Bridesmaids Review

If you had to pick a man working in Hollywood who has been involved in some way, shape or form with some of the best R-rated comedies of the past few years, you’d be hard pressed to find someone with a better track record than Judd Apatow. He has been successful as a director (Knocked Up & The 40 Year Old Virgin) and a producer (Pineapple Express, Superbad, Talladega Nights) of well received R-rated comedies. Each of the Judd Apatow directed or produced films I have seen all have one thing in common, they seem to be targeted to a male audience. I’m not saying ladies won’t enjoy the movies, just noting that the main characters are male and the movies usually skew toward a male perspective. It is for this reason that I was intrigued by the idea that Apatow was producing Bridesmaids, an R-rated comedy that seemed to be targeted towards women. So is the movie a "chick flick" or does it transcend gender boundaries and appeal to men as well? 


I must admit, I thought Bridesmaids looked funny as soon as I saw the first trailer, but I couldn’t get past a sneaking suspicion that the film was created to serve as a female version of The Hangover. I entered the theater fully prepared to surrender my “man card” for roughly two hours, hoping they’d give it back after seeing the movie. So did I get it back? I never had to surrender it. I’m happy to report that Director Paul Feig has teamed up with Judd Apatow to create a female centered R-rated comedy that should appeal to anyone with a sense of humor, regardless of gender. 

The premise is simple enough. Annie (Kristen Wiig) and Lillian (Maya Rudolph) have been best friends since childhood. Lily gets engaged and asks Annie to serve as her maid of honor. The movie follows Lily’s bridal party as they bond with one another in the weeks and months leading up to the wedding.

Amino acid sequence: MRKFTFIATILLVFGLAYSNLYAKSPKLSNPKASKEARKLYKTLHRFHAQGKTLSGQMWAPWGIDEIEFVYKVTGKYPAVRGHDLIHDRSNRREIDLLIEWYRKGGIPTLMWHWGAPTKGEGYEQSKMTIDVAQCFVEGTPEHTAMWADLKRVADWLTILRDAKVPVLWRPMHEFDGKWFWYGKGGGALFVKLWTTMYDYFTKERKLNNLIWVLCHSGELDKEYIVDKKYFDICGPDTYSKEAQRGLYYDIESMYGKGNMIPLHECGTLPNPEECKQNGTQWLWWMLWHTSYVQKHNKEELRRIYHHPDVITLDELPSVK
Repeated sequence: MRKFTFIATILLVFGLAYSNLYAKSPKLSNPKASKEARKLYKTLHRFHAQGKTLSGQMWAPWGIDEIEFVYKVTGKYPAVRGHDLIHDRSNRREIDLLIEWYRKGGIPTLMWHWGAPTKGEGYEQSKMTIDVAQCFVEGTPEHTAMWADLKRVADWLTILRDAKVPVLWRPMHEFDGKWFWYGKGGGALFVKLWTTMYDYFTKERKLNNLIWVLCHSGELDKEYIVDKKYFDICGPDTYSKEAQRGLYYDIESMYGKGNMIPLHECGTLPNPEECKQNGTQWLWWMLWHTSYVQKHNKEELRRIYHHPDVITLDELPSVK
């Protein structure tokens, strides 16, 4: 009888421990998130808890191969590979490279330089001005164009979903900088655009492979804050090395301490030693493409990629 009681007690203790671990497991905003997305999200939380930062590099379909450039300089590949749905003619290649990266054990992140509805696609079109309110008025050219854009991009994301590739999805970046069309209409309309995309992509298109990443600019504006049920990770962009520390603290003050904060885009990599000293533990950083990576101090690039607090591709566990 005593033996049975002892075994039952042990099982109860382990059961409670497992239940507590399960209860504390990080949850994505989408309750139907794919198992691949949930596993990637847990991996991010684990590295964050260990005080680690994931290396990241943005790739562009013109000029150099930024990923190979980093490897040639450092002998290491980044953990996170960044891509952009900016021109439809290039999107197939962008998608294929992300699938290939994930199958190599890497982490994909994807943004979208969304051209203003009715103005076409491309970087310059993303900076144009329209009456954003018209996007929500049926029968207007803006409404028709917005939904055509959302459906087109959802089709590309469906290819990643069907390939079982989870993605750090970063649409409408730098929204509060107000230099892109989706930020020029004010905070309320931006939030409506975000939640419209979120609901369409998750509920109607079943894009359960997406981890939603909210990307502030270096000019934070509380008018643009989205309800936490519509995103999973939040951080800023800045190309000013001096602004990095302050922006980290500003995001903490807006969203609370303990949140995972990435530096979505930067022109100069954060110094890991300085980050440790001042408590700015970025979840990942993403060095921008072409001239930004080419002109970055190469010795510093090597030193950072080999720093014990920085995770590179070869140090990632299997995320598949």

As with my review of The Hangover: Part II I’ll try to avoid spoiling the funniest bits of the movie by discussing them in detail. So I guess I’ll begin by talking about the things that stood out to me. Three actresses really shined through for me. Kristen Wiig was spot on as Annie. I’ve been a fan of Ms. Wiig for awhile now, loving her work on SNL and her bit parts in movies such as Adventureland, Semi-Pro (as the animal trainer) and Ghost Town. She actually co-wrote this movie and after watching it I can’t wait to see what she comes up with next. Annie is less than self-assured and in my opinion Kristen Wiig is one of the best at playing that type of timid, soft-spoken character. She brings humor and pathos to the role of Annie. 

A second stand out performer was Rebel Wilson. She plays Brynn, one of Annie’s roommates. Ms. Wilson nails her part as the quirky roommate ala tons of comedies before. One of my favorite lines from the trailers is when she tells Annie she read her diary, thinking at first it was just a “very sad, handwritten book”. Honestly, it’s kind of a shame that her character isn’t featured more in the movie, but I think she’s going to garner some well deserved attention from her wonderful performance as a clueless roommate. 

The third performer who stood out for me was Melissa McCarthy, who plays Lily’s soon to be sister in law, Megan. I might be wrong, but I wouldn’t be surprised to see much more of Melissa McCarthy in upcoming comedies. She’s already starring on the CBS show Mike & Molly, but her performance as Megan is hilarious. If I were to go out on a limb, I’d say that her performance as Megan will do for her what the role of Alan did for Zach Galifianakis in The Hangover, introduce main stream audiences to a wonderful comedic talent. Megan has to be one of the funniest characters in the movie, if not the funniest. If you don’t laugh at her behavior in the bridal shop, please see your doctor immediately, as you have a stick stuck up your ass.